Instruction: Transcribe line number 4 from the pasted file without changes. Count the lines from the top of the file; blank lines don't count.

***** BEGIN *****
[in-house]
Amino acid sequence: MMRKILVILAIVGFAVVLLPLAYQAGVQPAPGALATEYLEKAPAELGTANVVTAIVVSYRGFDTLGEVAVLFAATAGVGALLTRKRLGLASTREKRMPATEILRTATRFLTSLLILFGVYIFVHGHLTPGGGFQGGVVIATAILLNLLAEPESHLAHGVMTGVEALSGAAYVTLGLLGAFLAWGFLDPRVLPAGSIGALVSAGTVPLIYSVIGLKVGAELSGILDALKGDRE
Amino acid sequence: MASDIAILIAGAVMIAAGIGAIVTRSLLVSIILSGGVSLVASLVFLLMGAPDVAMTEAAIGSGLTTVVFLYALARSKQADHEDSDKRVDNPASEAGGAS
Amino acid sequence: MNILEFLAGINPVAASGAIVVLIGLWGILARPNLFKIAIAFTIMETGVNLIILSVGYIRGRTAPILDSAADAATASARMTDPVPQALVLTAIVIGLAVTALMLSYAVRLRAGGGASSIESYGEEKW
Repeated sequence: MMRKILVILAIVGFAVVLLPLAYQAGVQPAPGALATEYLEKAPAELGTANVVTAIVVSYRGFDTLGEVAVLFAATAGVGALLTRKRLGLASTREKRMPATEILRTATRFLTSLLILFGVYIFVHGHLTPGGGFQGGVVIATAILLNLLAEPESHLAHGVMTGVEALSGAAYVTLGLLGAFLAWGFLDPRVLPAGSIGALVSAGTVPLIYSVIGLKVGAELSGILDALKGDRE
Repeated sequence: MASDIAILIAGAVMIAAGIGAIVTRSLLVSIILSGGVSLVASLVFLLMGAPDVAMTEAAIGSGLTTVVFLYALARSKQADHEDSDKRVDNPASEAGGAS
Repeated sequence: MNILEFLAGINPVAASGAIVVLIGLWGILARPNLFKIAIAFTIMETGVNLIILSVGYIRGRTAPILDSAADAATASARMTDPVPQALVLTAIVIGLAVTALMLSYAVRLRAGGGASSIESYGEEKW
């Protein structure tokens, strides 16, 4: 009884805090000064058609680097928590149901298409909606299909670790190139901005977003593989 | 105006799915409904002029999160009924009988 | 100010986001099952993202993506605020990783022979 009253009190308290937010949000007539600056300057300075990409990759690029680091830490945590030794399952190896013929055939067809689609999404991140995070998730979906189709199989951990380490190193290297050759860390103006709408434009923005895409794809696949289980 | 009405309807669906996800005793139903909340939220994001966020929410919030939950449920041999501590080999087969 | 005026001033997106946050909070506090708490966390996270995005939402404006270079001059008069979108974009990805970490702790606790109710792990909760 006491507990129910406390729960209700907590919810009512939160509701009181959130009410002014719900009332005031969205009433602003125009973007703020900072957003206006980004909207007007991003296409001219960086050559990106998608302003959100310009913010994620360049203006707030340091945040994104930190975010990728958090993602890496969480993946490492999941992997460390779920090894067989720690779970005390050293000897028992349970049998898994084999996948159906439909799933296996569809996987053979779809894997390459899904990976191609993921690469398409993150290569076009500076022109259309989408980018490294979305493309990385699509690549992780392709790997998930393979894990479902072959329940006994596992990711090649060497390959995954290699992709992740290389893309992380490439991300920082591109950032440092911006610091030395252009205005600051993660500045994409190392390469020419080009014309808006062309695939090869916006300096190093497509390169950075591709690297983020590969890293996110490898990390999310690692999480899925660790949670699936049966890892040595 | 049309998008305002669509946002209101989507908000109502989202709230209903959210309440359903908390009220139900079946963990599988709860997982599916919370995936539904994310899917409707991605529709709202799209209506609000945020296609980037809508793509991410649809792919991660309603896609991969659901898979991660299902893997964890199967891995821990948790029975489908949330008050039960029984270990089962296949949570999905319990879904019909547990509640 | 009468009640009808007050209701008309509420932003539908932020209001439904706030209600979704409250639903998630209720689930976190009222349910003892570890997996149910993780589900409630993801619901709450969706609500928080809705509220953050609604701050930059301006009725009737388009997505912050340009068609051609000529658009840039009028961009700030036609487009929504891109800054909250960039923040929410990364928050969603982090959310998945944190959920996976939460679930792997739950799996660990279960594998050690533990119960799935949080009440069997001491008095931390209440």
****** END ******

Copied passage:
Amino acid sequence: MNILEFLAGINPVAASGAIVVLIGLWGILARPNLFKIAIAFTIMETGVNLIILSVGYIRGRTAPILDSAADAATASARMTDPVPQALVLTAIVIGLAVTALMLSYAVRLRAGGGASSIESYGEEKW